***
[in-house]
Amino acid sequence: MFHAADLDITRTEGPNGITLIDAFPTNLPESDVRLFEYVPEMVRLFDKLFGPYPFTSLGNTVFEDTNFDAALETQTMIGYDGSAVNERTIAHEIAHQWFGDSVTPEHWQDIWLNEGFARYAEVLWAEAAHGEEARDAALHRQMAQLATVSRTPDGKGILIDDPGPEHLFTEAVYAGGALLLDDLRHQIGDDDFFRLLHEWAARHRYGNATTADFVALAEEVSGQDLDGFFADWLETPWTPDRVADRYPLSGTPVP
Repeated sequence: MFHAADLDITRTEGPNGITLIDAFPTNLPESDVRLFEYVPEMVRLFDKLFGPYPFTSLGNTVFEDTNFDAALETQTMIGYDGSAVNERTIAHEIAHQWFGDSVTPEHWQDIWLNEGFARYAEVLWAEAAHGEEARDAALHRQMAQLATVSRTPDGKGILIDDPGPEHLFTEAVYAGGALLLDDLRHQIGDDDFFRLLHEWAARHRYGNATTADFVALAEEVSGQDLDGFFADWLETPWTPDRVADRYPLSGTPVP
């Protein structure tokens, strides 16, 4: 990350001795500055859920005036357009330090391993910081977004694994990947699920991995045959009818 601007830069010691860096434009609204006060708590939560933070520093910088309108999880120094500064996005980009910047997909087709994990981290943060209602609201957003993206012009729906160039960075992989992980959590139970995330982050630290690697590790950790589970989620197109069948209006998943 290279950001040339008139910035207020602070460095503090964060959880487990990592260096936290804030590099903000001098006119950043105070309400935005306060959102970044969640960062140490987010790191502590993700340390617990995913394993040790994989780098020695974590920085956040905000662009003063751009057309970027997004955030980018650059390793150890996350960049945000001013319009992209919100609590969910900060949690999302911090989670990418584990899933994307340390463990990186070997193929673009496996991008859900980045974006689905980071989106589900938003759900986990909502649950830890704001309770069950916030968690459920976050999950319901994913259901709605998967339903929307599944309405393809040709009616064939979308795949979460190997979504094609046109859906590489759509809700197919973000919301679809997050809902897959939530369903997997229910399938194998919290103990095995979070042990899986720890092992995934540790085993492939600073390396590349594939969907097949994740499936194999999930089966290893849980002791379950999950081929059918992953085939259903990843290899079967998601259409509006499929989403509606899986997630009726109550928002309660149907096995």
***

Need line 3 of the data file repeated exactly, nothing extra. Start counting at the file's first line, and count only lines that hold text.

Repeated sequence: MFHAADLDITRTEGPNGITLIDAFPTNLPESDVRLFEYVPEMVRLFDKLFGPYPFTSLGNTVFEDTNFDAALETQTMIGYDGSAVNERTIAHEIAHQWFGDSVTPEHWQDIWLNEGFARYAEVLWAEAAHGEEARDAALHRQMAQLATVSRTPDGKGILIDDPGPEHLFTEAVYAGGALLLDDLRHQIGDDDFFRLLHEWAARHRYGNATTADFVALAEEVSGQDLDGFFADWLETPWTPDRVADRYPLSGTPVP